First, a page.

The plaintiff's evidence also tended to show that this edge of the vat had become somewhat worn and rounded by the planks being placed on it and pulled off, and that it was wet and slippery from the oily water of the vat.
The plaintiff also has contended that the evidence warranted a finding that this edge of the vat had become rounded from the men "poling" the wool, that is to say, by the side of the vat being used as a fulcrum for the handle of the fork in raising the wet wool from the bottom of the tank. But this manifestly did not apply to the side of the vat here in question and in each instance where this testimony was given it was confined to the "other" sides of the vat.
The planks on which Kivorkian stood were of chestnut, six feet nine inches long, eleven inches wide and two inches thick, plain boards without cleats.
It may well be doubted whether there was any evidence of due care on the part of the plaintiff. All the witnesses who were present testified in terms that they did not see what the deceased was doing at the time of the accident. His companion so testified on cross-examination. If what was testified to by him on crossexamination is not to be taken to control what he testified to on his direct examination, the result might well be thought to be the same. On direct examination this witness said that as the deceased was throwing the wool "the boards moved back and forth." This would seem to imply that he was standing and throwing his weight in such a way while reaching out with his fork as to cause the plank to slip.
But however this may be, it is plain that there was no evidence of negligence on the part of the defendants.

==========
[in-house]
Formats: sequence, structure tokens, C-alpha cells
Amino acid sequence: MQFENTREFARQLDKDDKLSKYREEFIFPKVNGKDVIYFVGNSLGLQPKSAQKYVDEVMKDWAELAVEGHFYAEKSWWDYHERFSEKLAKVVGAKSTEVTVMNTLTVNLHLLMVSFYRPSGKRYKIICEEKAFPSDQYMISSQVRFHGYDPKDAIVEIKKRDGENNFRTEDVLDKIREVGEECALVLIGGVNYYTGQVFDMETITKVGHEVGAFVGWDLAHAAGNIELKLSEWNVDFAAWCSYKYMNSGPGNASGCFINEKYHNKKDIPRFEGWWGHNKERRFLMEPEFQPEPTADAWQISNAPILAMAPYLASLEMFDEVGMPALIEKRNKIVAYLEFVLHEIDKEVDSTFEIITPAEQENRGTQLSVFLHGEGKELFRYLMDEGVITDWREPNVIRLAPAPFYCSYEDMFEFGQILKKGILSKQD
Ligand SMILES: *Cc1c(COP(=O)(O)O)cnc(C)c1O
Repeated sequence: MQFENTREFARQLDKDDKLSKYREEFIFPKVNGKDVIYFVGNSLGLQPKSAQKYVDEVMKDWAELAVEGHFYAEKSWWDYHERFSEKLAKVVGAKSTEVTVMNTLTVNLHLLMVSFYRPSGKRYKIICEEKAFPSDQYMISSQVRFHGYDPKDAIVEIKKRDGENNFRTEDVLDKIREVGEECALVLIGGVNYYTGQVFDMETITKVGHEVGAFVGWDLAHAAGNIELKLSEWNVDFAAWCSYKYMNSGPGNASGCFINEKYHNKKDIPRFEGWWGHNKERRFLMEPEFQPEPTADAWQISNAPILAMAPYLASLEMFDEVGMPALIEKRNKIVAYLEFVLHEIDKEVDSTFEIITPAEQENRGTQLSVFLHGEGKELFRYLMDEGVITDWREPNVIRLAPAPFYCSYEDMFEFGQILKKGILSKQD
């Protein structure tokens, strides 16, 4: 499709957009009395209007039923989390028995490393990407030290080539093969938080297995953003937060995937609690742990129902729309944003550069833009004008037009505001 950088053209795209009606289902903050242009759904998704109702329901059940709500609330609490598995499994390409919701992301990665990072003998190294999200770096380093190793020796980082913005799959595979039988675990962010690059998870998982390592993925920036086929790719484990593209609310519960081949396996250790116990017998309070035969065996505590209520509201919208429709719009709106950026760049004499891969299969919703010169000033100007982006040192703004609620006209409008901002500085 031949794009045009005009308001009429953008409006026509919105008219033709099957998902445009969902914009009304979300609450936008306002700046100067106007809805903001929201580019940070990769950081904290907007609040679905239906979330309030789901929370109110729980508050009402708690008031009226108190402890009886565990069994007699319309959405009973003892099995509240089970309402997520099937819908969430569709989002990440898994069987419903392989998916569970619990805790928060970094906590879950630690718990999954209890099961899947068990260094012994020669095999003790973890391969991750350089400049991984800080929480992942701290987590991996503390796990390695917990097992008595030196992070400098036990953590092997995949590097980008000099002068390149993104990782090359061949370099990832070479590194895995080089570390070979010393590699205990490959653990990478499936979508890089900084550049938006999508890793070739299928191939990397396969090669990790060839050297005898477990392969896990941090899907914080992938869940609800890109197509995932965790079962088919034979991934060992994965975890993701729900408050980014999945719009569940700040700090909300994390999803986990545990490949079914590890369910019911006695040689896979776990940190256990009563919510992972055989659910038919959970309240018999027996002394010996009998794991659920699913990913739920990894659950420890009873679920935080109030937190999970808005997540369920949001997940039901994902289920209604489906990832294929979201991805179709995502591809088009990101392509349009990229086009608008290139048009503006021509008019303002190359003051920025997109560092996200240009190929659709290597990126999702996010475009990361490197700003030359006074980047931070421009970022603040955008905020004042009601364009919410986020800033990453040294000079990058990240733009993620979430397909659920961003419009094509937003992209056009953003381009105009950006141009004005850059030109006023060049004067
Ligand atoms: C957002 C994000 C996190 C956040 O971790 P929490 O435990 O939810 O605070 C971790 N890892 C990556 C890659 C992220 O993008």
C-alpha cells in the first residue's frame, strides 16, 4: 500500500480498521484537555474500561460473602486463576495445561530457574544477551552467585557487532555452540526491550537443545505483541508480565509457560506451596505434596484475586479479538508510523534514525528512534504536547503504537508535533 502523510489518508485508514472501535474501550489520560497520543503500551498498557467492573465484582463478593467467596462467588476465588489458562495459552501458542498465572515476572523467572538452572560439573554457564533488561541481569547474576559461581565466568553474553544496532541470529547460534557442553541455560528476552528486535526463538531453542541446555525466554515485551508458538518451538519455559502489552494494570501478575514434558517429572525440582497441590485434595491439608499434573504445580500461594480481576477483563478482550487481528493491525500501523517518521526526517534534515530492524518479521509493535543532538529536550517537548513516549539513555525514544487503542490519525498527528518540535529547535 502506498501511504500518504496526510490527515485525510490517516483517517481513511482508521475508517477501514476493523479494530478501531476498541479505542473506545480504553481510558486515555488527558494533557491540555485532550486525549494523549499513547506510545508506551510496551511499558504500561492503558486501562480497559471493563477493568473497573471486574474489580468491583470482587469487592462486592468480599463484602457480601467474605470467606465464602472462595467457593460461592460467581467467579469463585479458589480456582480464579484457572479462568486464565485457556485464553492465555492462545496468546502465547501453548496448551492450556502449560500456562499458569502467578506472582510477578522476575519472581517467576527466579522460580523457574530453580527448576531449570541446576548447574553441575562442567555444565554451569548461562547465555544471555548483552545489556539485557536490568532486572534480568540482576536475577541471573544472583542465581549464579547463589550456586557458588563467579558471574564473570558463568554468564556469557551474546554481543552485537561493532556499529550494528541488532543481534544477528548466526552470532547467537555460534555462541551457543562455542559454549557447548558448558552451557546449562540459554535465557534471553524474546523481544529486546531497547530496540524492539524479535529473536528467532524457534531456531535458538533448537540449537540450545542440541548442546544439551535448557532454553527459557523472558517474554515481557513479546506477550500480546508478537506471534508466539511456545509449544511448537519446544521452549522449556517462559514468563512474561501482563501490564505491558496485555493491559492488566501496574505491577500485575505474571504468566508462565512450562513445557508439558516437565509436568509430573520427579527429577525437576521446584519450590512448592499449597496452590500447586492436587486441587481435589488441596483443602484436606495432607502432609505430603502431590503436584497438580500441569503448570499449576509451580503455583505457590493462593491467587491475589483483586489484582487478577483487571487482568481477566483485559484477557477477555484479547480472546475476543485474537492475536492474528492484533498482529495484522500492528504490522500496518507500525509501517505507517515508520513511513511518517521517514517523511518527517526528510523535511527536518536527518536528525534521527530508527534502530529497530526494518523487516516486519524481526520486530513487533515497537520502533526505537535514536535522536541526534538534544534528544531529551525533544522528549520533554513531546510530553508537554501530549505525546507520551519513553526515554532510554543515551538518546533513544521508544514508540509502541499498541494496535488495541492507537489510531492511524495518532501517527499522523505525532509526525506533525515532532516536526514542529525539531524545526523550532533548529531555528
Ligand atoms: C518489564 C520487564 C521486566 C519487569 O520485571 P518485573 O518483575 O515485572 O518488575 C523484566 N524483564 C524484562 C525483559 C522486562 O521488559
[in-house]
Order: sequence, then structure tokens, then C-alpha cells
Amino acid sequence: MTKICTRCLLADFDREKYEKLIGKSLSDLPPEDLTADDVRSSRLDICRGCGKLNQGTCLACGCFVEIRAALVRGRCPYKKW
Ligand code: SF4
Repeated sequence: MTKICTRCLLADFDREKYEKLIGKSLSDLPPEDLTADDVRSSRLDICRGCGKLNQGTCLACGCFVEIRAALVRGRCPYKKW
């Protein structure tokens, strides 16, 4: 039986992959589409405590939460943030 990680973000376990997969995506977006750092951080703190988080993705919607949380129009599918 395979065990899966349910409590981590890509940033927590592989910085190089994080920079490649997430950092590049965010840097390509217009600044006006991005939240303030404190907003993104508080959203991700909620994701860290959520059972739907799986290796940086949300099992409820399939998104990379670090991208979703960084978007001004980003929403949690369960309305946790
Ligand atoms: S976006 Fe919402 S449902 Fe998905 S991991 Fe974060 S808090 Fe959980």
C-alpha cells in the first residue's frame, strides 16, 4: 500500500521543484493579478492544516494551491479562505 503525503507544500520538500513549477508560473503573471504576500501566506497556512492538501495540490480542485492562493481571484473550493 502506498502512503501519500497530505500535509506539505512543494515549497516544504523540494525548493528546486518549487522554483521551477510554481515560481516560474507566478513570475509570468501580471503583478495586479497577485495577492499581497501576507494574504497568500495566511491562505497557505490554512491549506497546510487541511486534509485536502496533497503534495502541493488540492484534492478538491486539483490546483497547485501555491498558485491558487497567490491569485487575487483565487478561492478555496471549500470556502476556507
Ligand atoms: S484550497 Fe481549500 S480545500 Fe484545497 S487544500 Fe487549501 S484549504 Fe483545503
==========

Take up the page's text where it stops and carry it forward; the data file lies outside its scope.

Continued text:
It is admitted that the vat had been there twelve years, the planks four years and the pipe one year before the accident, which was but three weeks after the plaintiff entered the
defendants' employ. It is apparent that the physical conditions relied on here had not changed after the plaintiff entered the defendants' employ. It is also apparent that the dangers incident to those conditions were obvious to and must have been appreciated by an ordinary man of full age using reasonable care, and the deceased was twenty-one years of age and "quick to learn."
It is doubtless true that it would have been safer if there had been a cleat under the planks inside the inside edge of the outer side of the vat (that is to say the side of the vat away from the outside wall) to keep the planks from slipping off as the plank here in question slipped off. But it has long been settled that no duty rests on an employer to make his factory and the instrumentalities furnished by him to his workmen better than they were when the employee chose to accept work in the factory as it was and with the instrumentalities for work as they were then. McCafferty v. Lewando's Dyeing & Cleansing Co. 194 Mass. 412 . For cases resembling the case at bar in regard to the physical conditions, see Elvey v. Powers, 191 Mass. 588 ; McDonald v. Lovell, 196 Mass. 583 .
The exception taken to the ruling on the evidence not having been argued must be taken to have been waived.